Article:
The year 2021 has inaugurated a new electoral cycle in Latin America that will have one of its decisive appointments in Brazil next fall. The elections will most likely pit the far-right president Jair Bolsonaro against the union leader and resurgent Luiz Inácio Lula da Silva, although he has not yet confirmed that he will compete for the presidential election. In Brussels, he starred in several meetings on a common agenda with the social democratic and progressive family that helps to strongly draw the possibility that Lula, finally, is a candidate. And it is encouraging because today the one who was a founding member of the Workers’ Party seems to be the only candidate with the capacity to defeat Bolsonaro, a president who has despised human life and the authority of science during the pandemic, leading to his country to one of the highest rates of deaths from covid-19 on the planet. In addition to trying to destroy the Amazon, one of the lungs of the earth and the focus that treasures the greatest diversity on the globe, Bolsonaro has unapologetically disregarded basic democratic norms, delegitimizing and trying to nullify his political adversaries. There is nothing more dangerous for the health of democracies than denying political alternation, something that Lula defends with conviction for his country in the interview he has granted to this newspaper.
Since Bolsonaro became president in 2019, he has followed the well-known manual of authoritarian populism. It has inflicted incalculable damage to constitutional norms, and it has divided and polarized its society: it discredits politics and despises the truth while promoting denialist conspiracy theories. The elections that will pit Lula against Bolsonaro will have an existential character: the very future of democracy in Brazil is at stake. The result will inevitably have a huge impact on the entire continent over the next decade because of the irradiation capacity of a country that had been considered a democratic example of emerging economies.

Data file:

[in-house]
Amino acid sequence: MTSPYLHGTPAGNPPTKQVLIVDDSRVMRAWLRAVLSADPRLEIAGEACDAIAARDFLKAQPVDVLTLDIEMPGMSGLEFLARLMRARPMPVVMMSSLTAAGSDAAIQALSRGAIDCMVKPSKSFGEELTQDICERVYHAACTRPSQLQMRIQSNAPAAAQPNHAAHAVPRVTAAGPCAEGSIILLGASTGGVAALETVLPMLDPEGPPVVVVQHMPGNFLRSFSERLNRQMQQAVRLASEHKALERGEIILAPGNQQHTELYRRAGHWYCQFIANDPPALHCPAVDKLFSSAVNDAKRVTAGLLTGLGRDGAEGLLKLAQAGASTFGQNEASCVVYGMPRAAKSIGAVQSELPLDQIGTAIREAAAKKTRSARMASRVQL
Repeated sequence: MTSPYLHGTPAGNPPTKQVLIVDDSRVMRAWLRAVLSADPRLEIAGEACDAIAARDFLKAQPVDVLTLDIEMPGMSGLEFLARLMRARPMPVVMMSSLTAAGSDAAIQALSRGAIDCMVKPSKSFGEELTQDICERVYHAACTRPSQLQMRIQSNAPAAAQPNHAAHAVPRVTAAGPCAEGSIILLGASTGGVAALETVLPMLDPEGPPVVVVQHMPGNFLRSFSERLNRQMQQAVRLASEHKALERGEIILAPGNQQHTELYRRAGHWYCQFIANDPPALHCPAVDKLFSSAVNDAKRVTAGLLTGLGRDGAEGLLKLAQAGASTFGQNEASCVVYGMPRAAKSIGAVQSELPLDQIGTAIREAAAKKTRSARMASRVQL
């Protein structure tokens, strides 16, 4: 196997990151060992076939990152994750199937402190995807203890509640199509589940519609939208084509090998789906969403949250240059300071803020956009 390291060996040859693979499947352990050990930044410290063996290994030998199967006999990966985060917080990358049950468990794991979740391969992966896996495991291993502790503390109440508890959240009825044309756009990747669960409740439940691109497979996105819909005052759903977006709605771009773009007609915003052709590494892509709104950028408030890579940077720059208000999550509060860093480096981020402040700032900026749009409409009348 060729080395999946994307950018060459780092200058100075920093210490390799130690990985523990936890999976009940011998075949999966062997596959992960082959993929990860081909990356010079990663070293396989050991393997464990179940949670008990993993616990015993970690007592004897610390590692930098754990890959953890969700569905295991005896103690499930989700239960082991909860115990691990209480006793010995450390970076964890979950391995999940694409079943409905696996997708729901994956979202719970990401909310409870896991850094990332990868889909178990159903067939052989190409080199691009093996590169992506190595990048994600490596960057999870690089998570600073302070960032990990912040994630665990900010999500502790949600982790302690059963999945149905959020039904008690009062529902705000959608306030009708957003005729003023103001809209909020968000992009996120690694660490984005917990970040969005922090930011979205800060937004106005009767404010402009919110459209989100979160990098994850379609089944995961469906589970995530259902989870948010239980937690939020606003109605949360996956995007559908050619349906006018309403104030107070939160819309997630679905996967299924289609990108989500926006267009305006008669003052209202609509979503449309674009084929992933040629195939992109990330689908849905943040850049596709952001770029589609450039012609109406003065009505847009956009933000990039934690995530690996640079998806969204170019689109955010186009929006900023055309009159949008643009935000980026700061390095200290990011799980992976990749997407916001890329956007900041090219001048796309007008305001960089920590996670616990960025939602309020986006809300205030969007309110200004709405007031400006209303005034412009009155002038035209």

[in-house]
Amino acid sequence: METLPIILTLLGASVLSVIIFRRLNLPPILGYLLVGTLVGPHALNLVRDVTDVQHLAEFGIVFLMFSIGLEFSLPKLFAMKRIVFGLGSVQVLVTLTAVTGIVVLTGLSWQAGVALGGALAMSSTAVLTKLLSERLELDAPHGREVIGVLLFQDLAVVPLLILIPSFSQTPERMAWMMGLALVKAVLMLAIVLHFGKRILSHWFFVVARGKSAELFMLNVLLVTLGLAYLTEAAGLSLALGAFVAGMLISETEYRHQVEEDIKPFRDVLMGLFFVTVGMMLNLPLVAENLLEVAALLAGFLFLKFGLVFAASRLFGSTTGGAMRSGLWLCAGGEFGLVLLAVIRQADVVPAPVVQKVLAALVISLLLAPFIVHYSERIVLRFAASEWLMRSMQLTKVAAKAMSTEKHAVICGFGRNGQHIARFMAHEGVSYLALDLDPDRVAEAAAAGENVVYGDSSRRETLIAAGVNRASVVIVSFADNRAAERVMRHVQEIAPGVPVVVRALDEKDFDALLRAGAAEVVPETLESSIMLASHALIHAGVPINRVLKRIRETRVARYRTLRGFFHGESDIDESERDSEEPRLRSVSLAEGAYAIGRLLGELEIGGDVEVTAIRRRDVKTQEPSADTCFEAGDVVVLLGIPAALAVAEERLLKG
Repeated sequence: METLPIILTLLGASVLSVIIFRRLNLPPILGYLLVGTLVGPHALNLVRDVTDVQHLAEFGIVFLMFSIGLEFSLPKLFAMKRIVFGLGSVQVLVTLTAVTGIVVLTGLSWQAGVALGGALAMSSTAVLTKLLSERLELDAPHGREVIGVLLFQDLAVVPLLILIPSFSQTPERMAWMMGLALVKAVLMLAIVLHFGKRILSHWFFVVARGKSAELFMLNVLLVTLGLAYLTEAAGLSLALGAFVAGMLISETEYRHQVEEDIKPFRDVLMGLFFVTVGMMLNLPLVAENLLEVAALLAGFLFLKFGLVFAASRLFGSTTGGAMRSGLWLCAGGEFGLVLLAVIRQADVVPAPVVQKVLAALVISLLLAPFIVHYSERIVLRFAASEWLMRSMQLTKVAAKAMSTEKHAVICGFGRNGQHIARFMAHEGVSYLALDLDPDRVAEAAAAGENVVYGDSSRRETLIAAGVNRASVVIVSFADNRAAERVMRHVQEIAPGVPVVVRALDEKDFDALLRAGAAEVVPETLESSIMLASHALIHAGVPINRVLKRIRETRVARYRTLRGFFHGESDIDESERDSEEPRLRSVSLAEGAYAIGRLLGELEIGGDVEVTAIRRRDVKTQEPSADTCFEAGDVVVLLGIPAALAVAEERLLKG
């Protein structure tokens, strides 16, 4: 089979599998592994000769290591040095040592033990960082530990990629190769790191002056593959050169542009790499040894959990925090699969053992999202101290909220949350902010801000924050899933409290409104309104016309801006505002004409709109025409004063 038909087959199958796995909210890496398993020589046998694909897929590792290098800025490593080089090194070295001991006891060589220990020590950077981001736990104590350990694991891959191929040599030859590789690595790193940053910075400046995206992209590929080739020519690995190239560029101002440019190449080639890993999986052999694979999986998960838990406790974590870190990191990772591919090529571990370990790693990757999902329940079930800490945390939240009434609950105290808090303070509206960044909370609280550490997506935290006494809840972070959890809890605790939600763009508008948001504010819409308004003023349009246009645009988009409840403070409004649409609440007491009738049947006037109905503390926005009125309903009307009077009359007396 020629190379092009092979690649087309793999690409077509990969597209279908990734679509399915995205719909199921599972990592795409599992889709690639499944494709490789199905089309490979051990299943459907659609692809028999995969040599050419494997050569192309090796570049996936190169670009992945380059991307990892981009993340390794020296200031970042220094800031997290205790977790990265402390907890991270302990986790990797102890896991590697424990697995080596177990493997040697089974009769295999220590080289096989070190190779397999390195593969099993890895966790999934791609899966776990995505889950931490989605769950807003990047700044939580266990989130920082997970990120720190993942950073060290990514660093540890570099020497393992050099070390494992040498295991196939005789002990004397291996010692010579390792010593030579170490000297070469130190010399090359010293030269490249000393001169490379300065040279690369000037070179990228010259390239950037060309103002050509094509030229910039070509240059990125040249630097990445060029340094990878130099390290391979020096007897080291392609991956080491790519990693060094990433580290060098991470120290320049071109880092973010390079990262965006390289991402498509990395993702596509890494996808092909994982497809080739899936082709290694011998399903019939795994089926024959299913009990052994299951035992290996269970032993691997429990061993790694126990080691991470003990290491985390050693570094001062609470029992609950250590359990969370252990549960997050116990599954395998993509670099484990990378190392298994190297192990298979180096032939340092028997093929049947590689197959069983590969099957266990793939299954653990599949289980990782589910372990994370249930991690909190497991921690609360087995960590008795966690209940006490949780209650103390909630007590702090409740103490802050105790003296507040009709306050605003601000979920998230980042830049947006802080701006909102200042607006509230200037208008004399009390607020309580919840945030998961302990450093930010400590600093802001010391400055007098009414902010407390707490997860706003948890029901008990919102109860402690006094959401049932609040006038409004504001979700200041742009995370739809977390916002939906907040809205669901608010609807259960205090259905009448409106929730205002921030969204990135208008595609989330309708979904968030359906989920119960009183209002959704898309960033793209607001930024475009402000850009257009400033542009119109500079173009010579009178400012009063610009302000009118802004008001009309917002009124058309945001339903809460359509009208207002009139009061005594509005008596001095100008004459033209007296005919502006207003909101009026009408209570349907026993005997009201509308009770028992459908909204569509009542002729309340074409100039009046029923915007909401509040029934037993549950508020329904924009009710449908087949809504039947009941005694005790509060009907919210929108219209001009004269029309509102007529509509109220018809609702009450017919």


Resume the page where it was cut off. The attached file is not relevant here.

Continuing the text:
The importance of Lula and those elections for the stability of the region are the main reasons why a rapprochement of the European left to the possible next president of Brazil is worthwhile. He can be considered without a doubt the representative closest to the social democratic family in the Latin American continent. Lula has shown his sensitivity to poverty and social justice in an area hard hit by inequality. But also for issues such as climate change, diversity and democratic quality. His vision in terms of values and multilateral global governance give meaning to that conversation between progressive families on both continents. The construction of a common agenda comes at a time when internal European problems continue to deepen the inexplicable emptiness and disinterest of the Union towards a region with which it is essential to establish a strategic alliance to fight for common objectives such as climate change and a globalization that limits the ordoliberal excesses of the last decade. Lula has left the message in his wake in Europe that Brazil is not Bolsonaro and that a democratic left, realistic and willing to fight against inequality is possible.
George Holan is chief editor at Plainsmen Post and has articles published in many notable publications in the last decade.